Hey world!

Before I get into the specifics of the latter days of my internship, I’d like to update you on more of the events that occured in the latter part of my NYC days…


Ever since starting my internship here, my view on New York City has turned 180 degrees. The town that I used to consider as a hotchpotch of concrete and traffic jams is now a city where I’m imagining myself living in very confortably for an equally very long amount of time. It has restaurants and shops of the perfect combinations of cultures around the world that exemplfy the Salad Bowl Theory of immigration into the United States, which makes the city a vibrant and alive place to be. In addition, there is a booming technology sector that is quite not so saturated as that of Silicon Valley, so CS majors like me have a better chance of finding professional success here than in its western counterpart. Lastly, if one ever gets sick of the two positive traits listed above, there’s always Central Park just a couple blocks away:

alt text

Example 1

alt text

Example 2

Other than falling in love with NYC, I’ve also met someone very special who resides nearby. Mr. Mehmet Oz, more commonly referred to as Dr. Oz, is someone who I consider a rolemodel with shared beginnings. We both are originally from Turkey, we both came to live in the US because of our parents’ occupations, and we both ended up at Harvard College (albeit not in the same house, he was in Kirkland, and I’m in Winthrop). I hope this point will not be where our similarities conclude. During our talk, we extensively discussed the potential of machine learning in the field of medicine, pros & cons of working in the field of medicine, and lastly (like every true Turk knows) on the current-day politics in Turkey. Although I don’t plan to go directly into the field of medicine, I do hope to use my more technical skills in a way that will perhaps aid me in becoming as influencial as Dr. Oz has become.

alt text

Dr. Oz and I

IBM Research

As of now, I’ve finally finished my reserach internship at IBM T.J. Watson Research, and I’m happy to conclude that it was, I believe, a great success! We started with an original problem, researched ways of solving it, implemented the best way we found, and finally presented & defended our solution in front of very smart people. I would say in the past 12 weeks, I have achieved a lot for a computer science research and development internship. Of course, I could not have done any of these without two people in particular:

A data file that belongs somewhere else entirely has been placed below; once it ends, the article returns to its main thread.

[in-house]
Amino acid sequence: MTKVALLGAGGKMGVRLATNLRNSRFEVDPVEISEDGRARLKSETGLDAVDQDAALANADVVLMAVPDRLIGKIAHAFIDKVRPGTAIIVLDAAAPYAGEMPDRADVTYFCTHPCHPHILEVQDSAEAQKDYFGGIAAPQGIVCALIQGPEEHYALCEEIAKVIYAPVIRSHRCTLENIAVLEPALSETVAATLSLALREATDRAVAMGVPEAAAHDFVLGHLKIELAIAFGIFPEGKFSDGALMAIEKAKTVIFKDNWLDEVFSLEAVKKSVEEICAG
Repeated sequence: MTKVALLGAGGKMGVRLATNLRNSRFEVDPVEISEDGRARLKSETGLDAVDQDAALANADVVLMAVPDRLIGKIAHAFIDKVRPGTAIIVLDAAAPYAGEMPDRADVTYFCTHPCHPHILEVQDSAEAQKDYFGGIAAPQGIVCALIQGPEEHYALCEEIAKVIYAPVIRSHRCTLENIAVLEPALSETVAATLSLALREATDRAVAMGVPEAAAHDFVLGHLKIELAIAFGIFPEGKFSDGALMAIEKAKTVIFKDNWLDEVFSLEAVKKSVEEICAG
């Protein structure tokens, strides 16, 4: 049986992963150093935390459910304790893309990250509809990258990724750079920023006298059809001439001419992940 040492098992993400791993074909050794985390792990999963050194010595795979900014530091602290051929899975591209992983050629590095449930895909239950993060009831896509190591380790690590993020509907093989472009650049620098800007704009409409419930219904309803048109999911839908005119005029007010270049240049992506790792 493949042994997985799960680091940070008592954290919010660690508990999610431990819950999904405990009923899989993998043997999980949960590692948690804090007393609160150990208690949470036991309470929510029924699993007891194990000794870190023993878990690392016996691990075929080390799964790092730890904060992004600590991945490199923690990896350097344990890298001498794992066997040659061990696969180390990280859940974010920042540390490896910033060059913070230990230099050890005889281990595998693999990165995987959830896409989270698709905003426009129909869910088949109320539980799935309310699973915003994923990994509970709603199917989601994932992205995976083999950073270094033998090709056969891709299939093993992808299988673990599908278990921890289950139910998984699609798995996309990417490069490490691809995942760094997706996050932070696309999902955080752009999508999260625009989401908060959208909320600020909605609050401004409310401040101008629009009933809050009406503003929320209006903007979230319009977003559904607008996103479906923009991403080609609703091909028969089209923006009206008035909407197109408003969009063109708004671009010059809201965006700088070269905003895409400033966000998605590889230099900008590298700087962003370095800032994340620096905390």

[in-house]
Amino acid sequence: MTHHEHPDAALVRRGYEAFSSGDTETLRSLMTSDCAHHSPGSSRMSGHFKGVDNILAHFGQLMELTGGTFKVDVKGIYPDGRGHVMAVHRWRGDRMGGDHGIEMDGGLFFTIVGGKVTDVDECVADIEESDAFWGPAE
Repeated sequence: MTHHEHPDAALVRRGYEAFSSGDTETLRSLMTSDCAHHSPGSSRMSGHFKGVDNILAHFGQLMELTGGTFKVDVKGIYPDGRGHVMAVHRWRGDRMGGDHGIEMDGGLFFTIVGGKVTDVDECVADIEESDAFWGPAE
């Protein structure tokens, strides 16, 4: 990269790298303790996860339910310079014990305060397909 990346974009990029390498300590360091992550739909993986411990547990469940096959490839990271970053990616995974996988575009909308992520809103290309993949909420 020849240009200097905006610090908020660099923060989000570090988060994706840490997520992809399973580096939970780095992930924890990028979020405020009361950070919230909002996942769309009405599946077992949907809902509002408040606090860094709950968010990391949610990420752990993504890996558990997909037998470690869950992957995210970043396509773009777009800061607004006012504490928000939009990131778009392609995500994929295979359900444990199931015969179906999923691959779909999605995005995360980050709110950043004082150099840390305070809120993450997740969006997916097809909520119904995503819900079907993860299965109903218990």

alt text

Canturk Abi, I, Shripad

Canturk Isci (left, my manager) and Shripad Nadgowda (right, my mentor) are those who I hope people starting their professional careers will have the chance to work with. It was a true pleasure working with both Canturk and Shripad, for they were a big reason why I was so productive and fruitful during these last 12 weeks. To future IBM T. J. Watson Research interns out there, if you ever get the opportunity to work with these two, I would say jump on it in a heatbeat!

Also, look at this picture of the summer 2017 interns at IBM Research… Wouldn’t you want to be in this photo as well?

alt text

IBM Research interns say hi!


As to what I will do now until school starts, I’ll be in Shanghai, China, for ten days teaching with the Harvard Summit for Young Leaders in China conference! More on that will be in my next blog post…

Until then, peace!